Author Interview: Barbara Hacha
I would like to introduce Authors Barbara Hacha, winners of the BRAG Medallion for the book, “Line by Line.”
Read the entire interview at:
Barbara, congrats on winning the BRAG Medallion! I’ve heard wonderful things about, “Line by Line.” Please tell me about your book and what inspired you to write this story.
Barbara: Thank you! I feel very honored that my book was awarded the BRAG Medallion.
Line by Line is a story of Maddy Skobel, a young woman growing up in central Ohio during the Great Depression. Her family is disintegrating right along with the economy, and when her home life becomes impossible, she decides to leave town–by freight train–and try to survive on her own terms. She becomes a hobo, and as she faces hardship, danger, and violence, she must discover her own resourcefulness and strengths.
My inspiration actually came out of a garage sale find! I picked up a copy of a video called Riding the Rails at a sale and brought it home, thinking it might be like a PBS Great Train Trips adventure. But it turned out to be a documentary about people who rode the rails in the Great Depression, and much to my surprise, I found that women rode! I wondered what it would have been like to be a young woman in the 1930s and riding the rails. So I created a character and decided to find out!
Stephanie: It’s truly fascinating where one can find an idea for a story. What an intriguing premise for your story. How did your characters voices come to you?
Barbara: That’s hard to describe. I think it’s important to really get to know and understand your characters, and then their voices come through. I really believe that character drives plot, because we all make choices and decisions based on who we are and how we perceive things to be.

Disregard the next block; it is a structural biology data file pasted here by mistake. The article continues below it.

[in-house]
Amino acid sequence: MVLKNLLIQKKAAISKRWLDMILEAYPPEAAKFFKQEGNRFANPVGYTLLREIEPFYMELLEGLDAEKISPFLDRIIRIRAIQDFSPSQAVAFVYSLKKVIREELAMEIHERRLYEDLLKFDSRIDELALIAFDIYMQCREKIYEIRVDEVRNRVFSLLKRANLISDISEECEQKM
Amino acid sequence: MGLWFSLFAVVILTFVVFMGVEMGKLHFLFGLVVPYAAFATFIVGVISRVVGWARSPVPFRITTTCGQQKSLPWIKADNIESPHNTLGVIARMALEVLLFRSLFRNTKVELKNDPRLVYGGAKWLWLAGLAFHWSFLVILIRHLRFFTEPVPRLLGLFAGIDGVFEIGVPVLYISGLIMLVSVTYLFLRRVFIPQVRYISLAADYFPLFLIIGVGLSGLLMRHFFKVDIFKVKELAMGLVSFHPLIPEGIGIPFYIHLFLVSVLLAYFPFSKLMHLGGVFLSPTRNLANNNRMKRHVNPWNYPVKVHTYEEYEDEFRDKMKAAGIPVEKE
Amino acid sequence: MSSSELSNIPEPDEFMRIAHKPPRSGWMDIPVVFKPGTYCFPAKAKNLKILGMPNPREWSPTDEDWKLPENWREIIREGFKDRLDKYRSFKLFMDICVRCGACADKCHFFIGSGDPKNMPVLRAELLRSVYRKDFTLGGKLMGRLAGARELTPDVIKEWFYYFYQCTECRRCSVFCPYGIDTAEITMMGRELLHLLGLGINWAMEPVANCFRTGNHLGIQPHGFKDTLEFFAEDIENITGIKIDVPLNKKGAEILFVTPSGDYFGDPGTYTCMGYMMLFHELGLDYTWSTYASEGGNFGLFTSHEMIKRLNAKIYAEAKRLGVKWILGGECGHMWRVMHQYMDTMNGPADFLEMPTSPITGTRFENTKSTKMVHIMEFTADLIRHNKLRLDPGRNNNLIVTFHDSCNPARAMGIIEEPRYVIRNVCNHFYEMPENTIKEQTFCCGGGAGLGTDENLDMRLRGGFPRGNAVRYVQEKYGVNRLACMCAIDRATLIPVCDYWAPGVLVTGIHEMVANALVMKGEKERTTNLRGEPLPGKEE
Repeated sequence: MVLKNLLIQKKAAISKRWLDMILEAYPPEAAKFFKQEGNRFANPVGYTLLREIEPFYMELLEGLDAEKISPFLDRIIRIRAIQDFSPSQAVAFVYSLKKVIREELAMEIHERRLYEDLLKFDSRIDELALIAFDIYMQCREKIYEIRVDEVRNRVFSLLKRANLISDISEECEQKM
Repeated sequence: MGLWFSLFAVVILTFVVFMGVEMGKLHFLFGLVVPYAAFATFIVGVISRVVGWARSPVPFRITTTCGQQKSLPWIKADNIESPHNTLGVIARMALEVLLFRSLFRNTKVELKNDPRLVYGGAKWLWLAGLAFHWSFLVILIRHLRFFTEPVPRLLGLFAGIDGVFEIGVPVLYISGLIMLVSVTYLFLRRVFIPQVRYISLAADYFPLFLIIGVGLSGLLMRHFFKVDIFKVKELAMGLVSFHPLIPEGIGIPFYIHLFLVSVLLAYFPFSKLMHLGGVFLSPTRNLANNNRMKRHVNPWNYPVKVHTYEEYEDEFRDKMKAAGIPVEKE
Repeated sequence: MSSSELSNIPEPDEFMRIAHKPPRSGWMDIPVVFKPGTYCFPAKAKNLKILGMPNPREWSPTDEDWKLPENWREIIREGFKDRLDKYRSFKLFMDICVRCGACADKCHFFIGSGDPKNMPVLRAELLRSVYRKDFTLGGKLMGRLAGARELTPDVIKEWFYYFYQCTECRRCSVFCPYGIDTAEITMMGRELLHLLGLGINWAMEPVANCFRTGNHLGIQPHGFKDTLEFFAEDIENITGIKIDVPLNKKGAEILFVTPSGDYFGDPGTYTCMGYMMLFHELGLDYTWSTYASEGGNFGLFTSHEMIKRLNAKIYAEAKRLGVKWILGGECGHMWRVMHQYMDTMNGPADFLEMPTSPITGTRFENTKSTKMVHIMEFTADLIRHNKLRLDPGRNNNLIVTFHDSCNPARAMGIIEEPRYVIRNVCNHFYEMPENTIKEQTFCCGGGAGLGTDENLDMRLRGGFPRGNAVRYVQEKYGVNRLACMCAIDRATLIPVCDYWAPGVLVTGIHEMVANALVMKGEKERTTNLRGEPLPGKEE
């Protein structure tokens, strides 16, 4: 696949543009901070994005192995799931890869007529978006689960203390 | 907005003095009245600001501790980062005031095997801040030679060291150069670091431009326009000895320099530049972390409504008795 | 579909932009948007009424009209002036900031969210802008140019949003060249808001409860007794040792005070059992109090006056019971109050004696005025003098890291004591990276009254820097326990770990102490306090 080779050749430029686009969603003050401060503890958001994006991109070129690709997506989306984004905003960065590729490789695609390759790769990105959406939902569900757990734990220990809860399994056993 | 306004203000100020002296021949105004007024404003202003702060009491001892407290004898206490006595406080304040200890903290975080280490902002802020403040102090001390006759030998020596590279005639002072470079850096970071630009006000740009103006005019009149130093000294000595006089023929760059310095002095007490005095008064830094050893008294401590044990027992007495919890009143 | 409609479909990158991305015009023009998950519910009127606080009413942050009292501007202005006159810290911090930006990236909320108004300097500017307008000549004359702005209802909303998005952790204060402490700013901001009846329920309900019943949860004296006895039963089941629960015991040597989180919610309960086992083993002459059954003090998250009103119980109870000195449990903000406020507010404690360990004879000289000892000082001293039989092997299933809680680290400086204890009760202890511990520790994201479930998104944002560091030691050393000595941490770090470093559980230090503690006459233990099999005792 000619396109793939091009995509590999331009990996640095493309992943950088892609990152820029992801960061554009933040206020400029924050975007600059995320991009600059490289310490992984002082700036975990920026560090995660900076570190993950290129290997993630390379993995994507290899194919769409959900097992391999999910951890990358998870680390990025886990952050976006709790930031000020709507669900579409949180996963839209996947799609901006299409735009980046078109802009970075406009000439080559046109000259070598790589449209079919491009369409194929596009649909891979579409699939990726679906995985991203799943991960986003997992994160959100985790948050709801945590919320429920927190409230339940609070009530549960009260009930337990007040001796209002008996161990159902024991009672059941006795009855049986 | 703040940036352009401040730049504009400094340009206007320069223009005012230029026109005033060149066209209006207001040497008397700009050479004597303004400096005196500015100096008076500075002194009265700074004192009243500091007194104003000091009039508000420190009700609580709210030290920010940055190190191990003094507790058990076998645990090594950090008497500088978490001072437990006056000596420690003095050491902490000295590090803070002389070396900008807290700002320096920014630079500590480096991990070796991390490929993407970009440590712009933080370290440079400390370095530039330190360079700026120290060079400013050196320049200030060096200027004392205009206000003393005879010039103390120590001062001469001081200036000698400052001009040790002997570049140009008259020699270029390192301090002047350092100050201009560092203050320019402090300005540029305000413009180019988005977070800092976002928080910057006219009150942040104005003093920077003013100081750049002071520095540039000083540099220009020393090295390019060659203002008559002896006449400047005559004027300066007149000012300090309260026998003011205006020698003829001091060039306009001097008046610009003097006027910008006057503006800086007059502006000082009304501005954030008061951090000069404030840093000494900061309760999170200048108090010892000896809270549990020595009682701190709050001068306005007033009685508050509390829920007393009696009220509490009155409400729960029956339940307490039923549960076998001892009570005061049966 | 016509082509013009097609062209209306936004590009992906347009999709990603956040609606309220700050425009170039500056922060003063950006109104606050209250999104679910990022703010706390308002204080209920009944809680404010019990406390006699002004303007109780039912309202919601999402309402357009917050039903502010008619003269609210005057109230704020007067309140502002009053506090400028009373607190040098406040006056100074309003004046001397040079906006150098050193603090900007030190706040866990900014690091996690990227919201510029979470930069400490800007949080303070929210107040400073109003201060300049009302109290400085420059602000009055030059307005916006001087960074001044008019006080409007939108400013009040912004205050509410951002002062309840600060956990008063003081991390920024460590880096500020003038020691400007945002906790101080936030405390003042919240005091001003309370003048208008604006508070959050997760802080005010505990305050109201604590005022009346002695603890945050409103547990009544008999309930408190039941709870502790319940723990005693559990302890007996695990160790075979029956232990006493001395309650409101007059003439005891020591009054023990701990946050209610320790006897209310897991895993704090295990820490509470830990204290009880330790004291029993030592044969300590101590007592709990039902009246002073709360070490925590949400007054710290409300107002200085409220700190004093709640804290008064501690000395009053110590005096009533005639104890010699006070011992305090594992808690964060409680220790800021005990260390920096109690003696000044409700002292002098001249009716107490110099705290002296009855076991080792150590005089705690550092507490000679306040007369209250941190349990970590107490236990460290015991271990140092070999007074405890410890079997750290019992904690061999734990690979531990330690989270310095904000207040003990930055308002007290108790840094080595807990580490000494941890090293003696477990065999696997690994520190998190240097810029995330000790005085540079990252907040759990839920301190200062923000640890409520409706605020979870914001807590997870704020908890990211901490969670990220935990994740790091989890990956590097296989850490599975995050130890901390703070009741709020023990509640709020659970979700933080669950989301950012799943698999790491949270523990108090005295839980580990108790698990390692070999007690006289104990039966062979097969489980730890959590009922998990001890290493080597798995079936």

Stephanie: I agree with you. I believe characterization is the most important part to the story. Where there any challenges you faced while writing it?
Barbara: Sure–lots of challenges! Probably the biggest was trying to carve out time to write while juggling my day job, which is editing books. There’s always deadline pressure. And when you write historical fiction, the challenge is to do all the needed research so you get it right. Fortunately, I love researching, but it is time consuming.
Stephanie: What research was involved for your story and did you learn anything new about the Great Depression you didn’t know before?
Barbara: When I started Line by Line, I first tried to get an overview of what was happening in the Depression economically and especially culturally. What were people like back then? How did they face adversity? I looked at many books and newspaper clippings from the time, as well as photographs that showed what people wore–and even of restaurant signboards that showed what people ate and how much meals cost. I also drew on some family history. My grandparents lived through the Depression, and they talked about what it was like.
I definitely learned things I didn’t know before! One of the biggest things I learned was about the Bonus March in Washington, D.C. In 1932, about 45,000 WWI veterans camped in Washington for two hot summer months trying to get Congress to award their promised bonus. When I discovered that demonstration in some news clippings, I knew Maddy would have to go there. I’ve since discovered that most people don’t know about the Bonus March, either. It’s not being taught in schools.
Stephanie: Wow, I have never heard of the Bonus March. I wish our children could learn about that in their schools. So much is left out. If there is a lesson a reader can come away with having read your story. What would it be?
Barbara: I think there’s two things, which are kind of intertwined. First, we can’t always control what happens to us–we can only control how we react to those things and the choices we make. Second, I think it’s important to learn from history. When I was writing Line by Line, I was a bit unnerved at the similarities between the Great Depression and our most recent Great Recession. Politicians and other people in power make decisions that seriously impact on people’s lives–from the failure of the banking system to home foreclosures to unemployment. Some of these life events will forever leave their mark, and those in power should not make their decisions without understanding all the ramifications.